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CT-based quantitative SPECT for the radionuclide 201Tl: experimental validation and a standardized uptake value for brain tumour patients

Citation

Willowson, K and Bailey, D and Schembri, G and Baldock, C, CT-based quantitative SPECT for the radionuclide 201Tl: experimental validation and a standardized uptake value for brain tumour patients, Cancer Imaging, 12, (1) pp. 31-40. ISSN 1740-5025 (2012) [Refereed Article]

Copyright Statement

Copyright 2012 International Cancer Imaging Society

Official URL: http://www.cancerimagingjournal.com/

DOI: doi:10.1102/1470-7330.2012.0005

Abstract

We have previously reported on a method for reconstructing quantitative data from 99mTc single photon emission computed tomography (SPECT) images based on corrections derived from X-ray computed tomography, producing accurate results in both experimental and clinical studies. This has been extended for use with the radionuclide 201Tl. Accuracy was evaluated with experimental phantom studies, including corrections for partial volume effects where necessary. The quantitative technique was used to derive standardized uptake values (SUVs) for 201Tl evaluation of brain tumours. A preliminary study was performed on 26 patients using 201Tl SPECT scans to assess residual tumour after surgery and then to monitor response to treatment, with a follow-up time of 18 months. Measures of SUVmax were made following quantitative processing of the data and using a threshold grown volume of interest around the tumour. Phantom studies resulted in the calculation of concentration values consistently within 4% of true values. No continuous relation was found between SUVmax (post-resection) and patient survival. Choosing an SUVmax cut-off of 1.5 demonstrated a difference in survival between the 2 groups of patients after surgery. Patients with an SUVmax <1.5 had a 70% survival rate over the first 10 months, compared with a 47% survival rate for those with SUVmax >1.5. This difference did not achieve significance, most likely due to the small study numbers. By 18 months follow-up this difference had reduced, with corresponding survival rates of 40% and 27%, respectively. Although this study involves only a small cohort, it has succeeded in demonstrating the possibility of an SUV measure for SPECT to help monitor response to treatment of brain tumours and predict survival.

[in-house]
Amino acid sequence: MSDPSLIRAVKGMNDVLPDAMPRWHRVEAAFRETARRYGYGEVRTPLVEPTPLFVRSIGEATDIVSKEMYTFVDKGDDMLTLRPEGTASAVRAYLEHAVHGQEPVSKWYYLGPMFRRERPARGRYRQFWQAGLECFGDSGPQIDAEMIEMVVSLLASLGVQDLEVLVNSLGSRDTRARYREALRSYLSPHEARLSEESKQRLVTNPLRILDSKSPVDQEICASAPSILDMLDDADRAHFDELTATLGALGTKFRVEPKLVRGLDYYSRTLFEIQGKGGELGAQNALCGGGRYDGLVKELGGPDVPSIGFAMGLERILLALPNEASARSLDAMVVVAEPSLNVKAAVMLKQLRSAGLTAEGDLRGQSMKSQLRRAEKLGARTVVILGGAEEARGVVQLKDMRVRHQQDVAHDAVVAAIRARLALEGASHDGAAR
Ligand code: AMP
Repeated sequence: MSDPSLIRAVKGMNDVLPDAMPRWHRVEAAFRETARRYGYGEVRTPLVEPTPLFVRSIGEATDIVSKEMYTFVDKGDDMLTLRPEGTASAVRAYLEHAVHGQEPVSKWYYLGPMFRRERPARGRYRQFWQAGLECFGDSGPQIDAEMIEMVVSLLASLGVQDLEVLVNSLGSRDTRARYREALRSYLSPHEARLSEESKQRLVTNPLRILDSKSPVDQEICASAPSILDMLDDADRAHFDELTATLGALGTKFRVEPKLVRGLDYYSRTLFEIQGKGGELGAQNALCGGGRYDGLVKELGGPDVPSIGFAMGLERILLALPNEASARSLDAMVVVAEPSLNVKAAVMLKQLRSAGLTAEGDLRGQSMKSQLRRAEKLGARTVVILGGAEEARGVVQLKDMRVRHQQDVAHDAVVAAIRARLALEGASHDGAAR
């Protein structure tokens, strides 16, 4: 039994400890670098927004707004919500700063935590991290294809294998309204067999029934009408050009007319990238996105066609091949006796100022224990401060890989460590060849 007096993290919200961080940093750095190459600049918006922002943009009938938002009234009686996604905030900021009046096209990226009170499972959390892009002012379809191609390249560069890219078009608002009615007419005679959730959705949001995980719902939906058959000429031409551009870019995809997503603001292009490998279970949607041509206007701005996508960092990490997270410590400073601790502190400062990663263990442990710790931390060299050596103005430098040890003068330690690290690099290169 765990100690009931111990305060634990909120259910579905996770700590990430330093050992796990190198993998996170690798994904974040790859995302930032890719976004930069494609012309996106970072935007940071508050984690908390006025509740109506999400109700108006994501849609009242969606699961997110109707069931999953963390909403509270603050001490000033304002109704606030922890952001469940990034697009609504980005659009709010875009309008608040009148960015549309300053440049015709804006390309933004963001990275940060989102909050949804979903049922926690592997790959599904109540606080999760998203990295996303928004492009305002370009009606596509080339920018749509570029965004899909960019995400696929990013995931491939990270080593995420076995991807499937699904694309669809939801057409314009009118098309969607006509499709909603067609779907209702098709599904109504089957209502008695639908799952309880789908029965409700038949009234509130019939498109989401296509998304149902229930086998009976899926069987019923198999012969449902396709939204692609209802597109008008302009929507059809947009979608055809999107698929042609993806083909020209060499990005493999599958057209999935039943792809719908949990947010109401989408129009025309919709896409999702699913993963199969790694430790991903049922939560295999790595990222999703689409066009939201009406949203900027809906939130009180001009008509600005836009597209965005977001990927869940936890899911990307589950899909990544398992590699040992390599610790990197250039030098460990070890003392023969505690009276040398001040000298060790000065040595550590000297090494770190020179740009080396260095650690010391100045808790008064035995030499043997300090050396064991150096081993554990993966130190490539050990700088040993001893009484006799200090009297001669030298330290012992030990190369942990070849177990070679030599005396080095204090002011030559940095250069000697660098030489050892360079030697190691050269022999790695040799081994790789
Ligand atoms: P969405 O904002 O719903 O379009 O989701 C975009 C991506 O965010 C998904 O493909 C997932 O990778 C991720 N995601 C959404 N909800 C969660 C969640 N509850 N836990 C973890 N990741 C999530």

Item Details

Item Type:Refereed Article
Keywords:SPECT, single photon emission computed tomography, standardized uptake value, brain, thallium-201
Research Division:Medical and Health Sciences
Research Group:Clinical Sciences
Research Field:Radiology and Organ Imaging
Objective Division:Health
Objective Group:Clinical Health (Organs, Diseases and Abnormal Conditions)
Objective Field:Cancer and Related Disorders
Author:Baldock, C (Professor Clive Baldock)
ID Code:97828
Year Published:2012
Web of Science® Times Cited:4
Deposited By:Office of the School of Engineering
Deposited On:2015-01-14
Last Modified:2015-04-15
Downloads:0

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